Children’s Book Blog: Ask the author – Sophie Smiley
Sophie Smiley is the author of a heart-warming series of chapter books about a football-mad family. Packed with charming illustrations by the award-winning Michael Foreman, the books follow the adventures of big sister Charlie (short for Charlton) and her brother Bobby, who has Down’s syndrome. Books in the series include Bobby, Charlton and the Mountain, Man of the Match and Team Trouble.
Sophie recently took part in a cultural exchange between British and Turkish writers before speaking at the London Book Fair, where Turkey was this year’s Market Focus. When she’s not busy working on her novels, Sophie teaches English, Film Studies and Creative Writing. She lives in Cambridge.
Where did the inspiration for the Bobby and Charlton stories come from?
I have staffed for years with a charity called Forest School Camps, which takes all sorts of children camping. The camps that mix able children and children with learning difficulties always seem to have extra sparkle and heart.
Many of my best memories are of youngsters with Down’s syndrome: a little lad called David who would jump into my tent at 6am every morning when the cows were let into the field; an older boy, who would drive an imaginary bus down to breakfast each morning, bossing the 15 and 16 year-olds around in a way that would have made the grumpiest of bus conductors proud. Then there was the child who climbed into the back of a car parked on a hill and lifted the hand brake. He and the car then careered down, ploughing through the campsite. At the bottom, he got out unscathed and waved like the Queen.
I also remember one highly disturbed child who had been slashing tents and attacking other children. This boy then encountered Max, a guileless, mischievous person with Downs syndrome; the two went about together, and all the aggression slipped away.
I suppose other inspiration came from my own childhood – a family of four children, in a house with a granny with Alzheimer’s, and three lodgers who were students at a teacher training college. The house was always full of students, refugees and lost souls. I loved it, and it gave me a taste for the quirky.
I don’t like the idea of people with disabilities being in stories simply because they are disabled; they have to be interesting characters who play a real and equal part in a good narrative. In my books, Bobby and his sister Charlton have very different strengths, and on different occasions each of them solves problems or helps someone out of a scrape.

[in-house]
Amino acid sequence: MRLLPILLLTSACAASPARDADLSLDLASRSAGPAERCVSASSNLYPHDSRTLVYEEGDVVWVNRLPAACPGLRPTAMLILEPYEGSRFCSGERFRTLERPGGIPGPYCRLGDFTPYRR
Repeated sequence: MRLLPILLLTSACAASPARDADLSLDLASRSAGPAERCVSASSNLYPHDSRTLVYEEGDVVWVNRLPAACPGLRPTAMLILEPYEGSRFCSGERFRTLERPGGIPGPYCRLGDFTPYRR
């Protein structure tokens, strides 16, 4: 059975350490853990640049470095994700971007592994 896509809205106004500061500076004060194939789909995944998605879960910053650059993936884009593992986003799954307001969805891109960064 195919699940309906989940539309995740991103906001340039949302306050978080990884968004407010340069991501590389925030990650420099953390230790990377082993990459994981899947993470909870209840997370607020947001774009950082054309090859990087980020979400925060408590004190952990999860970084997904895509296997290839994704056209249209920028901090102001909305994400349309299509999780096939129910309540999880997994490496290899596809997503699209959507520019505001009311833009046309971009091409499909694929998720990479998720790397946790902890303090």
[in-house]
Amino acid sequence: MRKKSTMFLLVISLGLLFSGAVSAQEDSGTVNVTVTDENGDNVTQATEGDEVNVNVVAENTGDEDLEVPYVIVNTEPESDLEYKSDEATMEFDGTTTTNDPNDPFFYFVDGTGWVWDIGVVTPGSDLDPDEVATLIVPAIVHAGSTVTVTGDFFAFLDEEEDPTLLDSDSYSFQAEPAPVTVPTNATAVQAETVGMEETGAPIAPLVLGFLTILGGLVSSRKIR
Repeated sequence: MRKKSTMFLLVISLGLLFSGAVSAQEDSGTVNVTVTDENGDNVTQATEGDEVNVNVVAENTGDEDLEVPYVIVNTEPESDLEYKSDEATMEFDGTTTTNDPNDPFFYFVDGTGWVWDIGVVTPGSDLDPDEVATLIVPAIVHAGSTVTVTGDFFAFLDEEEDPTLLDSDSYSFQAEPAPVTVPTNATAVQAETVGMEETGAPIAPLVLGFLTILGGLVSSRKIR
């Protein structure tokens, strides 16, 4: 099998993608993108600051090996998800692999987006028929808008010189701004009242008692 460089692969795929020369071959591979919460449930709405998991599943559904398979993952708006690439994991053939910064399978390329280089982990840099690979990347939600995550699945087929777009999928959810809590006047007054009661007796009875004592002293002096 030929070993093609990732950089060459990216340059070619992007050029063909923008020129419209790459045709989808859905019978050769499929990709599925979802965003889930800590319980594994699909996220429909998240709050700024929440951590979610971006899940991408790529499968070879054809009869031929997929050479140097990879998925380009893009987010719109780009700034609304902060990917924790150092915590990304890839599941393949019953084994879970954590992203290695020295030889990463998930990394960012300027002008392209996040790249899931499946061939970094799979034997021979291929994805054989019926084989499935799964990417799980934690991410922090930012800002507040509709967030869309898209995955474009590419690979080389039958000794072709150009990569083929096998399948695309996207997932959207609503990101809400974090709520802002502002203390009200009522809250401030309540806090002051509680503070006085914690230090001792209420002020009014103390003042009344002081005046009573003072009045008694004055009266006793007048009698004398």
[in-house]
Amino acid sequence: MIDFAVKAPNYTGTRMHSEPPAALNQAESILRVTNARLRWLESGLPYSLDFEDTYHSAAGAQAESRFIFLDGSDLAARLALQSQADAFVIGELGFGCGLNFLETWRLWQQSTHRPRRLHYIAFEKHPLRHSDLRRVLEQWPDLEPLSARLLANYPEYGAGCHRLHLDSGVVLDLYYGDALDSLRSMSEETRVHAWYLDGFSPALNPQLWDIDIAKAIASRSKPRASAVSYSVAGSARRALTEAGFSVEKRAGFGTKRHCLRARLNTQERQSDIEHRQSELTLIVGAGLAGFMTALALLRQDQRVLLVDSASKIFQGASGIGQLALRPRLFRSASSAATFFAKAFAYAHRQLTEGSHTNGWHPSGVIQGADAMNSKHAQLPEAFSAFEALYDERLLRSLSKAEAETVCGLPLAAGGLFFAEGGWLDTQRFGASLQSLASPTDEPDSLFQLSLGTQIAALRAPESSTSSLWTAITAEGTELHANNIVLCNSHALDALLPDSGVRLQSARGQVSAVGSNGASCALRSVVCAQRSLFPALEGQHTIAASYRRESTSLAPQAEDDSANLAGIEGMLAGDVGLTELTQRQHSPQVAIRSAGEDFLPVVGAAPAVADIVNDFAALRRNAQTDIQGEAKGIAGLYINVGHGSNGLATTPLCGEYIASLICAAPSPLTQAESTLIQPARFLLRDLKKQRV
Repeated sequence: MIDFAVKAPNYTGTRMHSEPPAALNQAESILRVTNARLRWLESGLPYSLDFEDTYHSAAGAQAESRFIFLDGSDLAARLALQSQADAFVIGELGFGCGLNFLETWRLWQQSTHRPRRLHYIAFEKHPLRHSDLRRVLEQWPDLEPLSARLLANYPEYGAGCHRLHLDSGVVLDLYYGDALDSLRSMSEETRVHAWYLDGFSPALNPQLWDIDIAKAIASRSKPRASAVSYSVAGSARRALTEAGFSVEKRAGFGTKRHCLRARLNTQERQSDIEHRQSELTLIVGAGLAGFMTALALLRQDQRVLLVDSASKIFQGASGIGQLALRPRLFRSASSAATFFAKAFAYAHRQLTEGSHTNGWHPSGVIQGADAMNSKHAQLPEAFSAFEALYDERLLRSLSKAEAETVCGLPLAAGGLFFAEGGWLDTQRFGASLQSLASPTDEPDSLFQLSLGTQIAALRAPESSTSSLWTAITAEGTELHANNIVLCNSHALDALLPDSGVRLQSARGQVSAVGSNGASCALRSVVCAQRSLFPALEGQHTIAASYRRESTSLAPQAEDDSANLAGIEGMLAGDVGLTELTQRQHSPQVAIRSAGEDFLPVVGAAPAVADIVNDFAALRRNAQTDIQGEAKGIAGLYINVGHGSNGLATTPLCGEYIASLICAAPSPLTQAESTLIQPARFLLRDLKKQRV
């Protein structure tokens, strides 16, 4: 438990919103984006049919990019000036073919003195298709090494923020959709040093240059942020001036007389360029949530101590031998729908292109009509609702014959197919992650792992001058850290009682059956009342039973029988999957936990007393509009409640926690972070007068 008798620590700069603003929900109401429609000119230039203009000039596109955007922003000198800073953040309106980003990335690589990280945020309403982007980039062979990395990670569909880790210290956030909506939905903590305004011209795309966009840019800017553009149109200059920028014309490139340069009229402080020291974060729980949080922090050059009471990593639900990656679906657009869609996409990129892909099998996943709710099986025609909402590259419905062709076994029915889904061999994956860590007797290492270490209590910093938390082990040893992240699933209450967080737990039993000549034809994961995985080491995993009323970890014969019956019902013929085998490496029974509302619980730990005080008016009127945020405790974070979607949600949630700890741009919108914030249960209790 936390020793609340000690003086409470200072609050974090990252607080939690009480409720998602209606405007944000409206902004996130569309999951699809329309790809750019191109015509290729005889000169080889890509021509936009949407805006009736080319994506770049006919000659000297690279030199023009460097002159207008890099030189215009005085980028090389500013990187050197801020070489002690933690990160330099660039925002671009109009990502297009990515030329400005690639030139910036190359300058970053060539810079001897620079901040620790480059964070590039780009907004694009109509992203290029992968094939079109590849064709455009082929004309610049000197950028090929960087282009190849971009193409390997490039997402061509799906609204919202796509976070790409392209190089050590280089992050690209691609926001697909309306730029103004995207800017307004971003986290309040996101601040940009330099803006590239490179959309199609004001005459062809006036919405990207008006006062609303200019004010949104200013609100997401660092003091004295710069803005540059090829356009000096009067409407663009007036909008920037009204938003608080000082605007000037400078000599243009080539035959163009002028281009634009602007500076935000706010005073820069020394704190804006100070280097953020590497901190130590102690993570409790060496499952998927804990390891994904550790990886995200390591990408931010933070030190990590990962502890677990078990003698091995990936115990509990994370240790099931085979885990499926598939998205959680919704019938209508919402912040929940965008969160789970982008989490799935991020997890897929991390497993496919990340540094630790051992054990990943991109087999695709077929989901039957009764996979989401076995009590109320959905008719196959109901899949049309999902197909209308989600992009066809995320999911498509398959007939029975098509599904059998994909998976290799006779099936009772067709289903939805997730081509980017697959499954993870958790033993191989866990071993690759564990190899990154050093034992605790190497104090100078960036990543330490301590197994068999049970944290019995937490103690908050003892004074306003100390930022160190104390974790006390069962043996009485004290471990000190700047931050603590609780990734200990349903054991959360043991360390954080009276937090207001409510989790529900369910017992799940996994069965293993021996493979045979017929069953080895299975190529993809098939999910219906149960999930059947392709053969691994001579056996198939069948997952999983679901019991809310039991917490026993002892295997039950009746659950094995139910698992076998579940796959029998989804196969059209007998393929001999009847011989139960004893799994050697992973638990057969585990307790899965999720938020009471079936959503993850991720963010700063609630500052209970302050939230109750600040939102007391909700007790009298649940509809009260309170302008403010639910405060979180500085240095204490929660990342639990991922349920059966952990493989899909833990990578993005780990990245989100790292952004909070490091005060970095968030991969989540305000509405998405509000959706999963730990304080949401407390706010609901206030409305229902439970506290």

One of my stories was rejected partly because Bobby was being naughty and there was concern about a negative representation of a child with a disability. I felt strongly that Bobby was a child first, not a disabled child, and that he should be allowed to behave badly – especially since it was in response to an adult behaving unfairly. I trusted the reader to understand that.
Your books have recently been translated into Turkish – how have they gone down with Turkish children?
I had the honour of being the first foreign author to visit Turkish state schools. I felt like Chairman Mao as I addressed a whole school lined up in a playground. The children knew the stories really well, and they all wanted to hug me, while merrily boshing each other over the head with my books! The wonderful British Council has commissioned me and some other writers to write stories for Turkish teenagers learning English. They will give these anthologies to state schools across Turkey.
What was your favourite book when you were young?
I can’t isolate a solitary favourite book. I still have The Tall Book of Make Believe, which had poems, stories and wonderful pictures. My copy has ticks and little scribbles by my favourite lines from when I was about five.
Enid Blyton’s The Magic Faraway Tree was the first book I remember illicitly staying up after lights-out to read, though when I read it to my boys I was very disappointed.
I was a slow reader; my mother, who left school at 13, read to all of us till we were at least 10, as she loved children’s books. I recall The Lion and the Witch and the Wardrobe being read to me, with the background worry of the Cuban missile crisis and “will the bombs come?” when I was six.
I also loved A Wrinkle in Time, Cynthia Harnett’s historical novels, Flambards – and, of course, The Secret Garden.
What’s your top tip for aspiring children’s authors?
Don’t get it right, get it written. Also, start with the kettle boiling.
What are you working on at the moment?
I have recently finished two stories for the British Council. I’ve also been working very hard to save a row of Victorian buildings from demolition, which has got in the way of writing, and would like to get back to a yarn for adults which has been left unfinished.
Find out more about the Independent’s Children’s Book Blog here
Follow Rebecca on Twitter @TheStoryMonsterTagged in: Bobby, British Council, Charlton and the Mountain, Downs Syndrome, Forest School Camps, london book fair, Man of the Match and Team Trouble, Sophie Smiley, The Magic Faraway Tree, The Tall Book of Make Believe
Recent Posts on Arts
Latest from Independent journalists on Twitter